conflict-ridden. Helping people change how they see themselves and their com-
munity will help them be more resilient and adaptable, moving forward. Before
discussing how to shift such identities, this article first considers tools for narra-
tive analysis.
Structural, functional and poststructural narrative analysis tools draw from the
fields of linguistics, philosophy, literary theory and sociology. The structural
approach examines the actual components of a narrative (plots, characters, roles,
etc.). The functional approach explores how narratives are performed in social and
political contexts. The poststructural approach considers how narratives create
identity, requires reflexivity on the part of the researcher and considers this anal-
ysis as germane to intervention. In a poststructural approach, the conflict is not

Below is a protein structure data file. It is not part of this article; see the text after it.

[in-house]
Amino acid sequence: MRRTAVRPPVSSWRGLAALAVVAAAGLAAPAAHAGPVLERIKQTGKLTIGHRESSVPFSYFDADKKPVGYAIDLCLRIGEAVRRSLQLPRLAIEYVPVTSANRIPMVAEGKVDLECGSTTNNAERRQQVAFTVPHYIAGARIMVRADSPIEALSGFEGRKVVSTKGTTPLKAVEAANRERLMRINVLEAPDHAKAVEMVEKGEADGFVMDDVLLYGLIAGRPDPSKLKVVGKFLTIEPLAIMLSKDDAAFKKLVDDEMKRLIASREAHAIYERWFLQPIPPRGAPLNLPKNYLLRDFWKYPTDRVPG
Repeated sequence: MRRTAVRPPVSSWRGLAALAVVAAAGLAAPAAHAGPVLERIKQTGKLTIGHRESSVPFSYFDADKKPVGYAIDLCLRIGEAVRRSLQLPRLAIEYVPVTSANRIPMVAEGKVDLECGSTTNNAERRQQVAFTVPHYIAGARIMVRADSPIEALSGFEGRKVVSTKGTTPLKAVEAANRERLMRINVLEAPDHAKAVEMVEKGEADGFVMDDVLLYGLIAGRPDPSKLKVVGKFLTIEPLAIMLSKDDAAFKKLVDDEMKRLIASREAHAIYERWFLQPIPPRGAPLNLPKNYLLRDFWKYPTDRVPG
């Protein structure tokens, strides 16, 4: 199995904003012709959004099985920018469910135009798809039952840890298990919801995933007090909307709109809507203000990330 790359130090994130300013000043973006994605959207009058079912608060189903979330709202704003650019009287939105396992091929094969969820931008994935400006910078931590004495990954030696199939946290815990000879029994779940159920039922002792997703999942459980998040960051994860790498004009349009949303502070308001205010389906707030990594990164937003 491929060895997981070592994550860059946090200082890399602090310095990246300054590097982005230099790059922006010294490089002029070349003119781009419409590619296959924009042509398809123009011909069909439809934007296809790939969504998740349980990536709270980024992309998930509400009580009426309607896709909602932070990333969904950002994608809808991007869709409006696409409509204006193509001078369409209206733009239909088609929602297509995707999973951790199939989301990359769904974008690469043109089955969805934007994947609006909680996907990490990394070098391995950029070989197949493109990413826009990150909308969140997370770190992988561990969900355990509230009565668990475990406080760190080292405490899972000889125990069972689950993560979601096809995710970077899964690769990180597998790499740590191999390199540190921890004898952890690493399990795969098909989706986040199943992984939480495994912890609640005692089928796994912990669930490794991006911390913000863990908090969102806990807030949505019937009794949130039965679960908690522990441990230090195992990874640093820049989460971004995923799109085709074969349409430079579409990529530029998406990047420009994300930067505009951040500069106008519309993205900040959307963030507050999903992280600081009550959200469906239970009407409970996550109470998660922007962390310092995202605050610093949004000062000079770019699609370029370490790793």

simply represented by the narratives: the narrative is considered, in fact, the
locus of the conflict. These three modes of analysis will be discussed in detail in
the sections that follow, to then deal with a description of narrative interventions
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Sarah Federman
and as a tool for evaluation. For more about how to collect narratives, see Shkedi
(2004).1
4 Structural Analysis
Bruner claims humans simply have a predisposition to “organize experience into a
narrative form, into plot structures and the rest.” (1990: 45) The most common
forms of structural analysis are Labovian (Labov and Waletzky, 1997), genre (Bru-
ner, 1991), narrative grammar (Greimas, 1971), scenario analysis (Blum, 2005)
and actant analysis (Greimas, 1971). All these approaches seek to deconstruct
narratives, and then, classify them. Labovian analysis breaks up narratives into